Wrongfully convicted Nevada woman receives $2.8M in settlement following new state law

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FILE – In this Sept. 8, 2014, file photo, Cathy Woods appears in Washoe District court in Reno, Nev. County commissioners in Nevada have agreed to a $3 million settlement with Woods, who spent 35 years in prison for a murder she didn’t commit before she was exonerated by DNA evidence tied to a crime-scene cigarette butt. The National Registry of Exonerations says Cathy Woods was the longest-ever wrongfully incarcerated woman in U.S. history. The Washoe County Commission approved the settlement Tuesday, Aug. 27, 2019. (Andy Barron/The Reno Gazette-Journal via AP, File)

LAS VEGAS (KLAS) — A Nevada woman has been awarded a $2.8 million settlement from the state of Nevada and a Certificate of Innocence after spending 32 years in prison on a wrongful murder conviction.

Cathy Woods, 68, also known as Anita Carter, was released from prison in 2015 when new DNA evidence linked the 1976 killing of a Reno college student to an Oregon inmate, Rodney Halbower, who has since has been convicted of two San Francisco Bay Area slayings that happened during the same period.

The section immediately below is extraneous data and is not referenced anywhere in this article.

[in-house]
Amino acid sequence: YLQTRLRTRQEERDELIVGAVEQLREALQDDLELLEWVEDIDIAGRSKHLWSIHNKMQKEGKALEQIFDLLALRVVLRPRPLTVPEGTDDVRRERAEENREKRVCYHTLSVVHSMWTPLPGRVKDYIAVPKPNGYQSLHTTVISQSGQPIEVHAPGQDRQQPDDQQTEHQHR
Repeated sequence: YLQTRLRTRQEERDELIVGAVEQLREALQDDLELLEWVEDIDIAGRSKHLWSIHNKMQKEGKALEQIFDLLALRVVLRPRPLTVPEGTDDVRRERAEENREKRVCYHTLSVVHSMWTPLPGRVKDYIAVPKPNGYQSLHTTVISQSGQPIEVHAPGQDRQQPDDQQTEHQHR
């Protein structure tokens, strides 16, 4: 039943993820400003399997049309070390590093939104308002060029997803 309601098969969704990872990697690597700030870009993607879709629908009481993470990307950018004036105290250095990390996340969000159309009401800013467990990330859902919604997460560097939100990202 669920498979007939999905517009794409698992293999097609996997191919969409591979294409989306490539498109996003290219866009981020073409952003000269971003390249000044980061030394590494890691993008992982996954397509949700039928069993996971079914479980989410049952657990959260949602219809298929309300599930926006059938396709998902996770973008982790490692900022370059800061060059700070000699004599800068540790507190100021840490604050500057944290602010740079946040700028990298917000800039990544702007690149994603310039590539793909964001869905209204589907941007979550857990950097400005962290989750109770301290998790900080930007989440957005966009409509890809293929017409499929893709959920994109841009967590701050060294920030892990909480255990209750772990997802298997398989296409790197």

In August 2019, the Washoe County Commission voted to pay Woods nearly $3 million to settle a federal lawsuit that named the former county district attorney. Wood’s lawsuit claimed she was “intentionally framed” by authorities because she was poorly educated and suffered severe mental illness.

The state’s settlement of $2.8 million comes after Woods filed a lawsuit against the state last year after the Nevada Legislature passed a law allowing people wrongfully convicted to seek damages. The settlement was approved by a judge on Friday, Oct. 9.

In 1981, following statements made while confined in a mental institution in Louisiana, Ms. Woods was charged and twice convicted of Ms. Mitchell’s murder in Washoe County.

“As your attorney general, the pursuit of justice is paramount to the mission of my office, and I’m encouraged that after so many years, Ms. Woods has been declared an innocent woman and will receive compensation for the years of freedom she lost,” said Nevada Attorney General Aaron Ford. “While no amount of money can ever replace our freedom, I couldn’t be prouder of the attorneys in my office who worked on this case to obtain justice for Ms. Woods. As I told them, ‘Our job is justice, and you have done a great job of delivering it.'”

Woods was the longest-ever wrongfully incarcerated woman in U.S. history, according to the National Registry of Exonerations.

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